Airbus’ “BLADE” laminar flow wing demonstrator makes first flight
- Aiming to bring a 50% reduction of wing friction and up to five percent lower CO2 emission
- First test aircraft in the world combining a transonic laminar wing profile with a standard aircraft internal primary structure
Airbus’ A340 laminar-flow “BLADE” test demonstrator aircraft (A340-300 MSN001) has made its successful maiden flight for the EU-sponsored Clean Sky “Blade” project. The aircraft, dubbed “Flight Lab”, took off from the Tarbes aerodrome in southern France at local time 11:00, and after a series of successful tests it landed at Airbus’ facilities in Toulouse Blagnac. The overall flight time was 3hrs/38mins.
The BLADE project – which stands for “Breakthrough Laminar Aircraft Demonstrator in Europe” – is tasked with assessing the feasibility of introducing the technology for commercial aviation. It aims to improve aviation’s ecological footprint, bringing with it a 50% reduction of wing friction and up to five percent lower CO2 emission. Airbus’ A340 Flight Lab is the first test aircraft in the world to combine a transonic laminar wing profile with a true internal primary structure.
On the outside the aircraft is fitted with two representative transonic laminar outer-wings, while inside the cabin a highly complex specialist flight-test-instrumentation (FTI) station has been installed. The extensive modifications to the A340-300 test-bed aircraft took place during the course of a 16-month working party in Tarbes, with the support of numerous industrial partners across Europe. Today’s first-flight marks the kick-off of the Blade flight-test campaign to explore the wing’s characteristics in flight.
“We began by opening the flight envelope to check that the aircraft was handling correctly,” explains Airbus Flight-Test Engineer, Philippe Seve, who was on board the flight. “We achieved our objective to fly at the design Mach number, at a reasonable altitude and check everything was fine. We also checked that the FTI was working as expected, to identify further fine-tuning for the next flights.”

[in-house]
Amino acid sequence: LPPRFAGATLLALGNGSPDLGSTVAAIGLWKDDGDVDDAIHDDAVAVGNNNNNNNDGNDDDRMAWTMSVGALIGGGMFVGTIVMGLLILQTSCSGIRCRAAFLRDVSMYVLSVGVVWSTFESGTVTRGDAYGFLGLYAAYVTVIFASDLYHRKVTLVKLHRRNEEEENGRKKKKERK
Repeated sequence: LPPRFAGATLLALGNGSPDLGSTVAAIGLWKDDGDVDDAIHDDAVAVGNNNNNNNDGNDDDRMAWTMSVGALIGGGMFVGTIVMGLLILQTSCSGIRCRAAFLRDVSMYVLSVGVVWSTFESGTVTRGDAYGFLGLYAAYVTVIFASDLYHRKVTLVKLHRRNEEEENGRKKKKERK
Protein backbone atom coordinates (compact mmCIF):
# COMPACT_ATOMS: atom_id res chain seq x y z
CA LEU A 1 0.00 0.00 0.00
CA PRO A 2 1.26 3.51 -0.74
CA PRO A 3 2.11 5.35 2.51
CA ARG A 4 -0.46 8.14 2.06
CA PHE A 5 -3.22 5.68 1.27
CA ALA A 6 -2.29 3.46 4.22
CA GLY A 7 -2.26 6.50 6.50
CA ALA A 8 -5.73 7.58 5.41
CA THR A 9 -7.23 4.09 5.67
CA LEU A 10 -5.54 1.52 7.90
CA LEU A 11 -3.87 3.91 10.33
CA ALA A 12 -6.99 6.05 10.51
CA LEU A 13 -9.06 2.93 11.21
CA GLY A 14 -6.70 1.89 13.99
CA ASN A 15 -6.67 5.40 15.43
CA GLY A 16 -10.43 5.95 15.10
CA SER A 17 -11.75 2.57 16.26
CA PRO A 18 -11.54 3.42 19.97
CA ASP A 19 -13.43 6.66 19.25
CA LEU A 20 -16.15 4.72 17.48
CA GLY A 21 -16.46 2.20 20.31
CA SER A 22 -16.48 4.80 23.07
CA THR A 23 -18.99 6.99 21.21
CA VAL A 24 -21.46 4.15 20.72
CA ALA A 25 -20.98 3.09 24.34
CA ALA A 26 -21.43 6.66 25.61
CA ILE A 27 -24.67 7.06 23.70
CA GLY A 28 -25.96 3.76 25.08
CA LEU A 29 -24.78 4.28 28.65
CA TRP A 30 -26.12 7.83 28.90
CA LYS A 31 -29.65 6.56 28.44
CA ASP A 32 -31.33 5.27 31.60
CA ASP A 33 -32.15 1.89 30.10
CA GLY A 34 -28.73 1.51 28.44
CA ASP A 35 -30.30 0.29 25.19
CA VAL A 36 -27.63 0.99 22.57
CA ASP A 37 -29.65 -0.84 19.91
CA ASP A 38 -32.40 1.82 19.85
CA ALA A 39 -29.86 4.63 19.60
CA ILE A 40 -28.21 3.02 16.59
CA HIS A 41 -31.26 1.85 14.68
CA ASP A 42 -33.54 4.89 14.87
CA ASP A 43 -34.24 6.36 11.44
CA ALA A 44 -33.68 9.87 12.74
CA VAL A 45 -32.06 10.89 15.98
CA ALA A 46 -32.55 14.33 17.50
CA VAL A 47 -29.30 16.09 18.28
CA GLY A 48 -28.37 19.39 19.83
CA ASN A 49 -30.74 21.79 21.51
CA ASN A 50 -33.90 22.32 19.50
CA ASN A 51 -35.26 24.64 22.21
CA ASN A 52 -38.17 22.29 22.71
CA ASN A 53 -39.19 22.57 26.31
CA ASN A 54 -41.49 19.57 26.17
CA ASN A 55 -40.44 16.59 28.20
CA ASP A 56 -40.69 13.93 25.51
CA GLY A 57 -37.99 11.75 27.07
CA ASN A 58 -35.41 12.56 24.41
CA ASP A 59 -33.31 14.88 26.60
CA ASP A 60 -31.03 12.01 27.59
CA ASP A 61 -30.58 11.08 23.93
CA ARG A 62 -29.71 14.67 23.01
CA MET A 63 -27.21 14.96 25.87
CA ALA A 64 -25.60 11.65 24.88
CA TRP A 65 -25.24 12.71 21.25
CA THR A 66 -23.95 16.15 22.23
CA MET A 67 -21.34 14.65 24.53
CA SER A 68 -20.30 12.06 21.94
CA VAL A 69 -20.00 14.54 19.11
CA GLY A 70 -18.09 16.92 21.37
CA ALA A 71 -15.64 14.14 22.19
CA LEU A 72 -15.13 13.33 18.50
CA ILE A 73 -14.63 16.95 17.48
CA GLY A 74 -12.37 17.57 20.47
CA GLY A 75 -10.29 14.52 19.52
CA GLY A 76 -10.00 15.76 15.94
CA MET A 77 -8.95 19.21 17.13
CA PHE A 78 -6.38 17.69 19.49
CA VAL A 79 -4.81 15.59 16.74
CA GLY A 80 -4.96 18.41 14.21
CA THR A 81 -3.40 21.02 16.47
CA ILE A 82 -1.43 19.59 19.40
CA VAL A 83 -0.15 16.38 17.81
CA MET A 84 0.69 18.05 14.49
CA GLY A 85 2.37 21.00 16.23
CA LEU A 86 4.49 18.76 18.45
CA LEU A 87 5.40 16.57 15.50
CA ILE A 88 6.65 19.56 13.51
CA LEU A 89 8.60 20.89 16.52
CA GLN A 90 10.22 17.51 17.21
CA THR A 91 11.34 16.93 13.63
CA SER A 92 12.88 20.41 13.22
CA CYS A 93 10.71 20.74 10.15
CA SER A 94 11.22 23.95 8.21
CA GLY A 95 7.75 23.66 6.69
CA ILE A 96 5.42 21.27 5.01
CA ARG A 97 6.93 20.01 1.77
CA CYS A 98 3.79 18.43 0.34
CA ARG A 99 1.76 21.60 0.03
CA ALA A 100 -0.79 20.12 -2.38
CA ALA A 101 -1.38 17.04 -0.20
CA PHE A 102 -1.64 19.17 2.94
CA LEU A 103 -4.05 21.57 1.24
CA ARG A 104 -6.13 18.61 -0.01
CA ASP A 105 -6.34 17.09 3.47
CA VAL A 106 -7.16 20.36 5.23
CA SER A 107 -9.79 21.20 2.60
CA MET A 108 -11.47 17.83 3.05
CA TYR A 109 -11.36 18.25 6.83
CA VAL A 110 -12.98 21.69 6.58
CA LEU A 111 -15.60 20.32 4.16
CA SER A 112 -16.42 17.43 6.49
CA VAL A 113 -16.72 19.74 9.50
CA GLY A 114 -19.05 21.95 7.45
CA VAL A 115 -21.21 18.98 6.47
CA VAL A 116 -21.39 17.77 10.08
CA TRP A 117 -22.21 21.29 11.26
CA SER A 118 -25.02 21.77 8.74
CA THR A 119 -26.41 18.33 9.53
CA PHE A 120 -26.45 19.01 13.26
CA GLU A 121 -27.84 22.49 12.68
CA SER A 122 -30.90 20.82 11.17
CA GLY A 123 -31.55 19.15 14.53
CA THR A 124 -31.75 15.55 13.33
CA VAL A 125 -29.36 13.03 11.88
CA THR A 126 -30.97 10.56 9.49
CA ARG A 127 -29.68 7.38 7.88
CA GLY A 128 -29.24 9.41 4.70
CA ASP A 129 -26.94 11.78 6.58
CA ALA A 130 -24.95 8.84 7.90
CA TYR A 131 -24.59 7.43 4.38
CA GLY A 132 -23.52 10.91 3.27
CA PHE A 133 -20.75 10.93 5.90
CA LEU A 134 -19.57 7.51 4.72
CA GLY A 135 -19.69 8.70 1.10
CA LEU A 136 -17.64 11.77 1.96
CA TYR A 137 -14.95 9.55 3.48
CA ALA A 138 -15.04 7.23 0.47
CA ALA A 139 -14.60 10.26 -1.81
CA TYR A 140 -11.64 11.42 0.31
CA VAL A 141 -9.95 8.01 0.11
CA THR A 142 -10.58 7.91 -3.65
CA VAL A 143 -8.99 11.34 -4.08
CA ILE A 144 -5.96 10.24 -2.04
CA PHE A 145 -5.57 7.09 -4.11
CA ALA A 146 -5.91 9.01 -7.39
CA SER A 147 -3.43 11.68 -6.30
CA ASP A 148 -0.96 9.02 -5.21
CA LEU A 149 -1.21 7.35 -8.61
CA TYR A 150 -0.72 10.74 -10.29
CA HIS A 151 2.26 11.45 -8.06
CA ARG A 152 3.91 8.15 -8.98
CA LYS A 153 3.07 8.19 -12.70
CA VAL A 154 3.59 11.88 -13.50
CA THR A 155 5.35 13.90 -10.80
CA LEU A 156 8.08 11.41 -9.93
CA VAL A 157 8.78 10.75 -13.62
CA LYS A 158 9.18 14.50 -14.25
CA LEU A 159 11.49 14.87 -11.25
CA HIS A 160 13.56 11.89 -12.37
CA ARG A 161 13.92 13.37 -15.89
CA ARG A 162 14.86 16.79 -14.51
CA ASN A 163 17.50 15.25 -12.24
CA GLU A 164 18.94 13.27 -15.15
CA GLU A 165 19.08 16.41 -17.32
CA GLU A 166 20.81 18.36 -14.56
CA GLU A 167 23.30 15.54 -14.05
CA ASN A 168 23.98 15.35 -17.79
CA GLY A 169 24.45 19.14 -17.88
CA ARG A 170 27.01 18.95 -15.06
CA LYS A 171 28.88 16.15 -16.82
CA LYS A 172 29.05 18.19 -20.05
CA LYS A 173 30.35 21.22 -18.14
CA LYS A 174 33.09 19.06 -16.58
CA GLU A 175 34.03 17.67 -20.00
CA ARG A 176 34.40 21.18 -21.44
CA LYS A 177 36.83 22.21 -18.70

In the run-up to the start of this flight-testing phase, a small team of 10 specially trained pilots, test engineers and flight test engineers had prepared for this milestone for several months, spending time in a simulator and familiarising themselves with the FTI systems to be installed on the Airbus flight-test aircraft. Moreover, on equipment installation side, a working party of 70 people performed the FTI installation inside the aircraft, while teams from Bremen, Germany and Broughton, UK worked externally on the outer wings, with a team from Stade Germany, installing a pod containing infrared cameras on the fin.
On the wings, there are hundreds of points to measure the waviness of the surface to help Airbus’ engineers ascertain its influence on the laminarity – which is the first time that Airbus has used such a testing method on an aircraft. Other ‘firsts’ are the use of infrared cameras inside the pod to measure wing temperature and the acoustic generator which measures the influence of acoustics on laminarity. In addition, there is also an innovative reflectometry system, which measures overall deformation in real-time during flight.
A key goal of Blade is to be able to measure the tolerances and imperfections which can be present and still sustain laminarity. To this end, Airbus will simulate every type of imperfection in a controlled manner, so that at the end of the campaign the tolerances for building a laminar wing will be fully known. The flight Lab will perform around 150 flight hours in the coming months.
BLADE Press Backgrounder:
Breakthrough Laminar Aircraft Demonstrator in Europe
~ BLADE stands for: “Breakthrough Laminar Aircraft Demonstrator in Europe”.
~ Airbus is the leader for this project. BLADE is part of Clean Sky Smart Fixed Wing Aircraft Integrated Technology Demonstrator (SFWA - ITD).
~ BLADE is an EU industry-supported R&T technology demonstrator programme as and such there is no link to any possible future aircraft programme. Clearly, upon successful demonstration and maturity of this technology, it could then possibly be considered for applicability in a future aircraft programme.
~ Laminar wings have not been used in commercial aviation because the technology up to now was not mature enough. And the technology has not been fully tested in flight so far to validate it.
~ The new laminar wing sections were installed by Airbus in Tarbes to be flight-tested in place of the previous outer wings of our A340 (MSN01) ‘testbed’ (around 150 flight hours planned).
~ The rapid and recent developments of numerical flow simulation tools now enables us to design, build, demonstrate and validate an optimized natural laminar flow wing.
~ Underscoring Airbus’ industry leadership and commitment to innovation and R&T for the benefit of global air transport.
~ BLADE project aim to demonstrate that the laminar technologies are ready for smart wings.